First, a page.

A sliding roof over the front seats, easily opened, and lockable in any position by a plated handle, is however yet another reason for choosing a Peugeot.
The exterior of the car is clean and neat although the ” 404 ” emblem and Peugeot lion, respectively on bonnet and radiator grille, and the ” 404 ” on the centre of the facia, are of rather “traction-engine” aggressiveness, Peugeot having secured the sole European rights to this “ o ” theme for model designations. The luggage boot is of ample size, but of well-type, so that luggage has to be lifted into it. The spare wheel stands vertically in a protective cover on the o/s., with space for small items beside it. It is held by a simple clip. The bumpers are rubber-faced, the headlamps sensibly not hooded, and on the tail appears the magic word “Injection.” Tow-tubes are welded to the rear of the body structure.
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On the road, this Peugeot 404 is a highly individualistic and satisfying family car. The new engine starts instantly from cold, gives clean pick-up all along the speed range and very useful acceleration between 60 and 75 m.p.h.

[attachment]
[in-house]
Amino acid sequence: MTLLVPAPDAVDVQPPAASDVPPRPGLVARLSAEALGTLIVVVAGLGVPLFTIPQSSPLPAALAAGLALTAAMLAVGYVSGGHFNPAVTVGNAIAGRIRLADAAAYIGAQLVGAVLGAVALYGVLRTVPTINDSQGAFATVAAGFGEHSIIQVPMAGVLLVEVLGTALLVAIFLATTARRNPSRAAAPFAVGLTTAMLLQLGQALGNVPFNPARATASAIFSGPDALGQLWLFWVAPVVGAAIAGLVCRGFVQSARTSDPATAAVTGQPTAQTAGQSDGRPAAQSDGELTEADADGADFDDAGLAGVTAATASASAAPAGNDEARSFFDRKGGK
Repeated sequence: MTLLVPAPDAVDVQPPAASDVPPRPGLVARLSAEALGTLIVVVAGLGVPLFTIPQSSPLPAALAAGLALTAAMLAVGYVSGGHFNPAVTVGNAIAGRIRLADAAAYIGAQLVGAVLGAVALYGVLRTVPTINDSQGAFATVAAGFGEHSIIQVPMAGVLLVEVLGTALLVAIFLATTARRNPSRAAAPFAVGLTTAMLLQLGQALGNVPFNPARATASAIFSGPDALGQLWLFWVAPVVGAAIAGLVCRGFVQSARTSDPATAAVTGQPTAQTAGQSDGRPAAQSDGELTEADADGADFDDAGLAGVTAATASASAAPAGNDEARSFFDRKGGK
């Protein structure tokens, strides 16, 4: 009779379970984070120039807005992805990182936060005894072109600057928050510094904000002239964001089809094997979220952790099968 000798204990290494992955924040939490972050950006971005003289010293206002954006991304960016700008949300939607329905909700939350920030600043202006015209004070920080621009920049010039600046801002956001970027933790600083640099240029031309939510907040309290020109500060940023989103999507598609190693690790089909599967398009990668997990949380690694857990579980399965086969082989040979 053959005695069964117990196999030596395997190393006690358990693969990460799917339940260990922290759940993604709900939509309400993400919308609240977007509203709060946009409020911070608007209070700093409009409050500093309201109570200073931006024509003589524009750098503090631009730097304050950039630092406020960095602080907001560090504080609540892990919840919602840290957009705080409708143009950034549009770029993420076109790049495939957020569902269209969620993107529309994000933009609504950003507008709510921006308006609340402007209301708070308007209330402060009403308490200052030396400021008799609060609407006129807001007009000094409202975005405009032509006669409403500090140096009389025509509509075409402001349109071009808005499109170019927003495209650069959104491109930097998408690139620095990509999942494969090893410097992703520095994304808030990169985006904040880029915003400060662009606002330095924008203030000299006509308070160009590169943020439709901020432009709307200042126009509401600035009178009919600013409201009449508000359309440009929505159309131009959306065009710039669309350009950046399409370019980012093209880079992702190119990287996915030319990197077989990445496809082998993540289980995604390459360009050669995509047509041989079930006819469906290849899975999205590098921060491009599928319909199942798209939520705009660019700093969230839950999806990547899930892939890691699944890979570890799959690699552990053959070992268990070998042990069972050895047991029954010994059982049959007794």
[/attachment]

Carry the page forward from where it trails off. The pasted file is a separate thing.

It is a notably quiet car, although the hard-used test car emitted a faint whine from its back axle. An indicated cruising speed of 80 m.p.h. on the optimistic speedometer was normal and a genuine 75 m.p.h. is available in the quiet 3rd gear.
The suspension is quite supple, yet roll is well controlled for fast cornering, under which conditions there is initial understeer The low-set steering wheel with ample finger grips on its rim assists in the good view forward, and the driving position is excellent, the seats comparatively high above the low floor. One steps down over a sill into the Peugeot, incidentally. There is no lost movement in the rack-and-pinion steering mechanism, which is geared just over 3½-turns, lock-to-lock, but some mild high-frequency, reaction when the brakes are applied hard. This is firm, accurate rather than light steering, and parking calls for some effort. The Peugeot 404 corners impeccably for a car of this type.